ABOUT THE JOURNAL

The Journal of Chemical Physics publishes concise and definitive reports of significant research in the methods and applications of chemical physics. See http://jcp.aip.org.

Media Contact

Julia Majors
media@aip.org
301-209-3090

 @AIPPhysicsNews

http://www.aip.org 

Julia Majors | EurekAlert!

More articles from Physics and Astronomy:

nachricht Tiny lasers from a gallery of whispers
20.09.2017 | American Institute of Physics

nachricht New quantum phenomena in graphene superlattices
19.09.2017 | Graphene Flagship

All articles from Physics and Astronomy >>>

The most recent press releases about innovation >>>

Die letzten 5 Focus-News des innovations-reports im Überblick:

Im Focus: Tiny lasers from a gallery of whispers

New technique promises tunable laser devices

Whispering gallery mode (WGM) resonators are used to make tiny micro-lasers, sensors, switches, routers and other devices. These tiny structures rely on a...

Im Focus: Ultrafast snapshots of relaxing electrons in solids

Using ultrafast flashes of laser and x-ray radiation, scientists at the Max Planck Institute of Quantum Optics (Garching, Germany) took snapshots of the briefest electron motion inside a solid material to date. The electron motion lasted only 750 billionths of the billionth of a second before it fainted, setting a new record of human capability to capture ultrafast processes inside solids!

When x-rays shine onto solid materials or large molecules, an electron is pushed away from its original place near the nucleus of the atom, leaving a hole...

Im Focus: Quantum Sensors Decipher Magnetic Ordering in a New Semiconducting Material

For the first time, physicists have successfully imaged spiral magnetic ordering in a multiferroic material. These materials are considered highly promising candidates for future data storage media. The researchers were able to prove their findings using unique quantum sensors that were developed at Basel University and that can analyze electromagnetic fields on the nanometer scale. The results – obtained by scientists from the University of Basel’s Department of Physics, the Swiss Nanoscience Institute, the University of Montpellier and several laboratories from University Paris-Saclay – were recently published in the journal Nature.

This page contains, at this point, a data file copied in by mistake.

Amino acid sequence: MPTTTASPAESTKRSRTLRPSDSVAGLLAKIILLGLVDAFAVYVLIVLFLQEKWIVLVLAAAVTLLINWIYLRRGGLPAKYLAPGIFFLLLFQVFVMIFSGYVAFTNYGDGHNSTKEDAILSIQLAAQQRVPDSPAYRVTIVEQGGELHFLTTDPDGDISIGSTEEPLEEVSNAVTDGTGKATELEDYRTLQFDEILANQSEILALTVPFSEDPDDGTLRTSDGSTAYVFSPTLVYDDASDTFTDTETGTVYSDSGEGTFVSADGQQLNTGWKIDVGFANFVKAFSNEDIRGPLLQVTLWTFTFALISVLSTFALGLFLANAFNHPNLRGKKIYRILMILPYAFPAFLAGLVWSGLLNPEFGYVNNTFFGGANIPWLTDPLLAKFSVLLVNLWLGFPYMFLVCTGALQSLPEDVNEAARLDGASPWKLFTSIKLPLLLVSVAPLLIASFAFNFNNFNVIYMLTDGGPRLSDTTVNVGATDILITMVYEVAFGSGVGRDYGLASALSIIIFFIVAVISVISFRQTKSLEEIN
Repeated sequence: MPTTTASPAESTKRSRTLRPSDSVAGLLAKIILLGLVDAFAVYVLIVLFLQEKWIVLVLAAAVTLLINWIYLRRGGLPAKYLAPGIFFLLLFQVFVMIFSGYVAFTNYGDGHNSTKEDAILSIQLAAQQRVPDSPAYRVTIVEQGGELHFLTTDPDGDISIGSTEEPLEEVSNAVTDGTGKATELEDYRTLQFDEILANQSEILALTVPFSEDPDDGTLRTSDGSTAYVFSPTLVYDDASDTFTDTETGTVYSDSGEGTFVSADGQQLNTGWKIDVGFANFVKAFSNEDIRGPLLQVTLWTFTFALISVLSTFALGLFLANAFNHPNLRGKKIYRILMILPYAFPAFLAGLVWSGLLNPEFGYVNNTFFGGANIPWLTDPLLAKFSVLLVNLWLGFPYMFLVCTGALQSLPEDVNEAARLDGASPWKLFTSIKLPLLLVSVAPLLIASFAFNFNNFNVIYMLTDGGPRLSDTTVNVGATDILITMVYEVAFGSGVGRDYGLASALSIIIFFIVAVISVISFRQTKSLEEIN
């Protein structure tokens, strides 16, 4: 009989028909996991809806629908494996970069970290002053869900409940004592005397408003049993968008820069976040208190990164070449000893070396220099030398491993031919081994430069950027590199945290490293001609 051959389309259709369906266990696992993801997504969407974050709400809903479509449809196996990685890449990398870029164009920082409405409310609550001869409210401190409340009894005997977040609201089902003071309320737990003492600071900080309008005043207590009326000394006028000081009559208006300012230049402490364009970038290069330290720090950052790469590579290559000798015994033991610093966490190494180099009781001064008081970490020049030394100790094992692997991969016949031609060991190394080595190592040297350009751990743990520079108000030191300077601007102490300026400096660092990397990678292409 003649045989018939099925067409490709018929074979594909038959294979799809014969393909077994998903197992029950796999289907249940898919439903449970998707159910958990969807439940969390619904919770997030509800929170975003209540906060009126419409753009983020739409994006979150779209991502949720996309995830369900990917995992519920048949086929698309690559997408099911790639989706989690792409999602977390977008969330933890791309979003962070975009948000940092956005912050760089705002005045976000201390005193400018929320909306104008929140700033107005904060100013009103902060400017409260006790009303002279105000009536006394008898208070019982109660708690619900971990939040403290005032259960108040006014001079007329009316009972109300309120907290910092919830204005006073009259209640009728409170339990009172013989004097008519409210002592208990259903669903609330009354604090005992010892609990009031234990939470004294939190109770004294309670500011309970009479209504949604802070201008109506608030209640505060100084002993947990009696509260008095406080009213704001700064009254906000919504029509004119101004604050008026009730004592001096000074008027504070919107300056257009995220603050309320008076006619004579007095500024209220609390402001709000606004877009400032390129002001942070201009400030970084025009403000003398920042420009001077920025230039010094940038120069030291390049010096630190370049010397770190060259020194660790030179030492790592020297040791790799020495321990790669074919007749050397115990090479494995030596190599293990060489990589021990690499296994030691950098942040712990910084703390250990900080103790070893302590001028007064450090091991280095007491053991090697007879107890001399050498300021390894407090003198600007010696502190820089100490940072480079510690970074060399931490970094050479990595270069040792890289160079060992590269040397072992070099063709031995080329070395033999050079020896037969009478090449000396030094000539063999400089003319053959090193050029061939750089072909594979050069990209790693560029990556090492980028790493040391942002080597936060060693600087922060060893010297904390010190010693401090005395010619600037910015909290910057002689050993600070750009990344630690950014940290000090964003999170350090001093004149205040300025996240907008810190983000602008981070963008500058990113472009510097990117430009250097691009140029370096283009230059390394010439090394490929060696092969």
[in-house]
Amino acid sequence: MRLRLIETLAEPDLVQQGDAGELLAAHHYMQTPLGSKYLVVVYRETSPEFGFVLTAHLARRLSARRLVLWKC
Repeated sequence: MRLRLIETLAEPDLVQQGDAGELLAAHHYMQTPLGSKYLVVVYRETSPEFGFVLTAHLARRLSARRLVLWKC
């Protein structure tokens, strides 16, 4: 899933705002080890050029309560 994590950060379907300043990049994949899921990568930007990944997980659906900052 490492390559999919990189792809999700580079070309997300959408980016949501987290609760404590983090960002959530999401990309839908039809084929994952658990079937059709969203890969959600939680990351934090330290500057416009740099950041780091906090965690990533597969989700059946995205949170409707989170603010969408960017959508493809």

Multiferroics are materials that simultaneously react to electric and magnetic fields. These two properties are rarely found together, and their combined...

Im Focus: Fast, convenient & standardized: New lab innovation for automated tissue engineering & drug

MBM ScienceBridge GmbH successfully negotiated a license agreement between University Medical Center Göttingen (UMG) and the biotech company Tissue Systems Holding GmbH about commercial use of a multi-well tissue plate for automated and reliable tissue engineering & drug testing.

MBM ScienceBridge GmbH successfully negotiated a license agreement between University Medical Center Göttingen (UMG) and the biotech company Tissue Systems...

Im Focus: Silencing bacteria

HZI researchers pave the way for new agents that render hospital pathogens mute

Pathogenic bacteria are becoming resistant to common antibiotics to an ever increasing degree. One of the most difficult germs is Pseudomonas aeruginosa, a...

All Focus news of the innovation-report >>>

Anzeige

Anzeige

Event News

“Lasers in Composites Symposium” in Aachen – from Science to Application

19.09.2017 | Event News

I-ESA 2018 – Call for Papers

12.09.2017 | Event News

EMBO at Basel Life, a new conference on current and emerging life science research

06.09.2017 | Event News

 
Latest News

Molecular Force Sensors

20.09.2017 | Life Sciences

Producing electricity during flight

20.09.2017 | Power and Electrical Engineering

Tiny lasers from a gallery of whispers

20.09.2017 | Physics and Astronomy

VideoLinks
B2B-VideoLinks
More VideoLinks >>>